Thursday, May 08, 2008

Analysis: How Does Medvedev’s Inauguration Stack Up?

May 7, 2008

Dmitry Medvedev looked solemn as he was sworn in as Russian president under the watchful eye of his powerful mentor, Vladimir Putin. During a pomp-filled ceremony broadcast live on television, the 42-year-old placed his hand on a red, leather-bound copy of the Russian Constitution to take the oath of office.

He told the 2,000 dignitaries packed in the Kremlin’s gold-leafed Andreyevsky Hall that he would do his best to bolster the country’s economic development and civil rights.

“I consider my most important task to be the further development of civil and economic freedoms, the creation of the broadest new opportunities for the self-realization of citizens — citizens who are free and responsible both for their own success and for the well-being of the whole country,” Medvedev pledged.

Putin, who named Medvedev as his preferred successor in December, thanked the Russian people for their support and wished Medevedev well.

Aleksy II, the patriarch of the Russian Orthodox Church, also delivered a brief speech in which he wished the new Russian leader “wisdom, endurance, inspiration, and blessed success.”

Following the spectacle, Medevev and Putin descended into the Kremlin’s courtyard, where they were saluted by the presidential guard.

Early Asceticism

The ceremony to seat Medvedev was the fifth of its kind since Boris Yeltsin, Russia’s first popularly elected president, took office in 1991.

Yeltsin’s first inauguration ceremony, however, was an improvised affair. Yeltsin read his oath of office at a regular session of the Congress of Russian People’s Deputies, held on the Kremlin grounds under the icy stare of Soviet President Mikhail Gorbachev.

Unlike his successors, Yeltsin was not ushered ceremoniously into the hall where he was to take his oath; he simply walked up from his seat in the squat building where Soviet-era Communist Party congresses used to be held.

After reciting his oath, Yeltsin took a seat at a table on the stage. Patriarch Aleksy II then took his turn at the microphone. But instead of the usual words of congratulation, it was a stern warning the patriarch delivered to the assembled dignitaries.

“There is no point today looking for incarnations of evil in our country and assuming that their removal from the political scene will automatically solve everything,” Aleksy warned Yeltsin and his fellow Russians.

Five years later, Yeltsin’s second presidential inauguration was equally spartan.

Since by then the Soviet Union was no more, the text of the oath had changed. The president — who had recently been hospitalized twice for heart disease and had not appeared publicly for weeks — had changed, too.

“I swear that in exercising the powers of the president of the Russian Federation,” a visibly shaky Yeltsin slurred as he took his oath of office, “I shall respect and protect human and civil rights and freedoms, observe and protect the Constitution of the Russian Federation, protect the sovereignty and independence, security and integrity of the state, and faithfully serve the people.”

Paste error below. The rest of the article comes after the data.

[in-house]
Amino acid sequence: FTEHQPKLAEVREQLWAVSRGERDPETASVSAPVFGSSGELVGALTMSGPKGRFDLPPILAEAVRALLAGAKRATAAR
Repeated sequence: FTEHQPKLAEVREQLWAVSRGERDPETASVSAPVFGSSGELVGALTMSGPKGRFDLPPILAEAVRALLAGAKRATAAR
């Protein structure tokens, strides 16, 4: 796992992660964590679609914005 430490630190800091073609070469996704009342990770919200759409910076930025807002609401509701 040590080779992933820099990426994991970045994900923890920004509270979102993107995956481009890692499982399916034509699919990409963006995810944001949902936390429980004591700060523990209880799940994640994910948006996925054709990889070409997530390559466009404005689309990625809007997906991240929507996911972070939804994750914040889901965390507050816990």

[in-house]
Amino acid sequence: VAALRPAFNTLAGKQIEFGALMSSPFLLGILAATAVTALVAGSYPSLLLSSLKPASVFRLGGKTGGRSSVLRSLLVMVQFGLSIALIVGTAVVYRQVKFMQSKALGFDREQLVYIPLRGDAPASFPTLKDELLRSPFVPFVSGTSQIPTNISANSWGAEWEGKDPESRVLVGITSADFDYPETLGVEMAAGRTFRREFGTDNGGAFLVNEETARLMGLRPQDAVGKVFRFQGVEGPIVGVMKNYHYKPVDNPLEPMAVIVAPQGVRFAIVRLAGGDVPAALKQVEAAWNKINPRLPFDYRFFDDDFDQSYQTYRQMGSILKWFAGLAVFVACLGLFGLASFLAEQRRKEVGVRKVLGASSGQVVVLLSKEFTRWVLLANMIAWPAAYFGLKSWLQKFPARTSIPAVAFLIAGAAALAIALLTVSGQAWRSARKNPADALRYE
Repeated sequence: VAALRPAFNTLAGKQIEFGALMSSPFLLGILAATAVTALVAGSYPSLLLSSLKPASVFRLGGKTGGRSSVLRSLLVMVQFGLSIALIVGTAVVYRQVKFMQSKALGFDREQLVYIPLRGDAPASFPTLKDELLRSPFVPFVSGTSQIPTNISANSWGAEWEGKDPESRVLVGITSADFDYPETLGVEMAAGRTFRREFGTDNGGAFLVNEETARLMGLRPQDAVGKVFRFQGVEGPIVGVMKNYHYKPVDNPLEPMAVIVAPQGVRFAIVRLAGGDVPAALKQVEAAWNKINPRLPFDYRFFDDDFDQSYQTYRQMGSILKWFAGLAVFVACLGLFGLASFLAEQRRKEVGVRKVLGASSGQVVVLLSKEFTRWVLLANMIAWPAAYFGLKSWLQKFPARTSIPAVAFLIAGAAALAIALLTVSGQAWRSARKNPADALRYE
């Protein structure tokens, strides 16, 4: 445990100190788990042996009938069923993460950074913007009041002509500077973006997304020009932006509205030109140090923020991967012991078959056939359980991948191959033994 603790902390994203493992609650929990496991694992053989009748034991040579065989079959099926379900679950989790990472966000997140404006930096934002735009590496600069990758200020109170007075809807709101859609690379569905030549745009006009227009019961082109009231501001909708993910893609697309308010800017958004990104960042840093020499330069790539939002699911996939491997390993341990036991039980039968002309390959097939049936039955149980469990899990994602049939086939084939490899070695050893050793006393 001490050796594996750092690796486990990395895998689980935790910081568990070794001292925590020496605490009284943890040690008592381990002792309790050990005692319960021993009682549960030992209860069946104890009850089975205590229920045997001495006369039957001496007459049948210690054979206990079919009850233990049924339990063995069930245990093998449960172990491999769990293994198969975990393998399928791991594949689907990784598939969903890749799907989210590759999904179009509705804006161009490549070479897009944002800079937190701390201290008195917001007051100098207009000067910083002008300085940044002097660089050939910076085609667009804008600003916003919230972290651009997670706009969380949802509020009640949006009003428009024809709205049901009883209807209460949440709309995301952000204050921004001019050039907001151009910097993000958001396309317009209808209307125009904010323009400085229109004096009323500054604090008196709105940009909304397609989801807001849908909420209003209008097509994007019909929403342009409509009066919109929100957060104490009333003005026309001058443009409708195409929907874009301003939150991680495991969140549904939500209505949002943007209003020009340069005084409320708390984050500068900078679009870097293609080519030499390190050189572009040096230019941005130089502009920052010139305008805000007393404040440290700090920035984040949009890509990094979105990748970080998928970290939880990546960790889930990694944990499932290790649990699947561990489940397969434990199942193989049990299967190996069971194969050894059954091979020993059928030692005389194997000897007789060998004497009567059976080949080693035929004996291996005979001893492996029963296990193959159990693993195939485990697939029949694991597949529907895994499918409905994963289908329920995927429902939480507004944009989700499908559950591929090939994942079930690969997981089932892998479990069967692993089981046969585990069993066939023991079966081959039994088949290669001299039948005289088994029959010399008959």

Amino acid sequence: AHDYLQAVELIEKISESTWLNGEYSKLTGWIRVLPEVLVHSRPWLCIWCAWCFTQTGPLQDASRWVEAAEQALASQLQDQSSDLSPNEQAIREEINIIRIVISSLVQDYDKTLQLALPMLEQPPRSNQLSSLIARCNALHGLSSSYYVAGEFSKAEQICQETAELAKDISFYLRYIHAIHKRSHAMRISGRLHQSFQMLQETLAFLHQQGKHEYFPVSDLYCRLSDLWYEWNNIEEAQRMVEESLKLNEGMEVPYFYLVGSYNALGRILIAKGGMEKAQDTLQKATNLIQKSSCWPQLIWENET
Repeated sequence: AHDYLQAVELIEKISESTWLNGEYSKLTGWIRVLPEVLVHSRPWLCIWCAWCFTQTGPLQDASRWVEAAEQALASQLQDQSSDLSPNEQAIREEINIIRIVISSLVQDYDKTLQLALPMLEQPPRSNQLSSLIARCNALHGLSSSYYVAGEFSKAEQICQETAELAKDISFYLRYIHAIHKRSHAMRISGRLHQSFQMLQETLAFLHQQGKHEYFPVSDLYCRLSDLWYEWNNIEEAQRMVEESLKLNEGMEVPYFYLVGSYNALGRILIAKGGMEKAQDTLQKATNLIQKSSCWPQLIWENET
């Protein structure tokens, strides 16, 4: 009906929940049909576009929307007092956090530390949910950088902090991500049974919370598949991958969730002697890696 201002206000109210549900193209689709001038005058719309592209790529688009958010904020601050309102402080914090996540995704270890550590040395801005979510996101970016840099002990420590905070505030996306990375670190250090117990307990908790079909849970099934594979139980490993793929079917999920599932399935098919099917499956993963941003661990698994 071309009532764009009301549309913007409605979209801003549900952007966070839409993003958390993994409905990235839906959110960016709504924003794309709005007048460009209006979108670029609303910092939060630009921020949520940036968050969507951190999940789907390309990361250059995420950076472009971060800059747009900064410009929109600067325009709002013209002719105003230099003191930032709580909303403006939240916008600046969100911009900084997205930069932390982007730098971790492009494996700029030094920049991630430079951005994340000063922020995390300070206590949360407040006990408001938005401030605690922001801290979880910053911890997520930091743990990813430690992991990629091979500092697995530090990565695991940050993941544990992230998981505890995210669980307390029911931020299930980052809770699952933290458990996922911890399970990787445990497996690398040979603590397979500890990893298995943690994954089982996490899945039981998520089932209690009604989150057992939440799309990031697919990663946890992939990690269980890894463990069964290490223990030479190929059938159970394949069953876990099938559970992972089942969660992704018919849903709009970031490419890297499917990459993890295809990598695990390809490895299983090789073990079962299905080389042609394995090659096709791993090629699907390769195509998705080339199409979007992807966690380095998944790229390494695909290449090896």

The entire ceremony, which included fanfare, a military salute, and the by-now traditional address by Aleksy, lasted a mere 16 minutes. One of the two planned receptions was canceled at the last minute.

Putin On Parade

Yeltsin’s successor, Vladimir Putin, by contrast, was inaugurated with great pomp in the lavish Kremlin Palace. The former KGB officer walked on a red carpet through the restored Kremlin halls before reaching a small podium where he took his oath — and pronounced what became the first inauguration speech by a post-Soviet Russian president.

Putin’s address made a particular emphasis on the word “democracy.”

“The path to a free society was neither smooth nor easy. There have been both tragic and bright chapters in our history,” Putin said. “The construction of a democratic government is far from completed, but much has been done. We have a duty to uphold what was achieved, to defend and promote democracy, to ensure that the authorities elected by the people serve the people’s interests.”

His second inauguration speech in 2004 made only fleeting references to democracy and freedom, focusing instead on political stability and economic development.

And while he referred to the “tragic chapters” of Russia’s history in 2000, Putin’s second inauguration address described these very pages only as “glorious.”

“We are the heirs of a 1,000-year-old Russia, the motherland of outstanding sons and daughters, toilers, warriors, creators. They left us a vast, great nation,” Putin said. “Our past unquestionably gives us strength. But even the most glorious history cannot alone guarantee us a better life.”

But unlike his predecessors, Putin will retain major influence after stepping down as president.

Putin has already been named prime minister by Medvedev — he is due to be confirmed by the State Duma as soon as May 8 — and was recently appointed leader of the ruling Unified Russia party.

Medevedev’s inauguration ceremony, throughout which he stood shoulder to shoulder with his mentor, was a powerful statement that Putin is still a force to be reckoned with.

By Danila Galperovich


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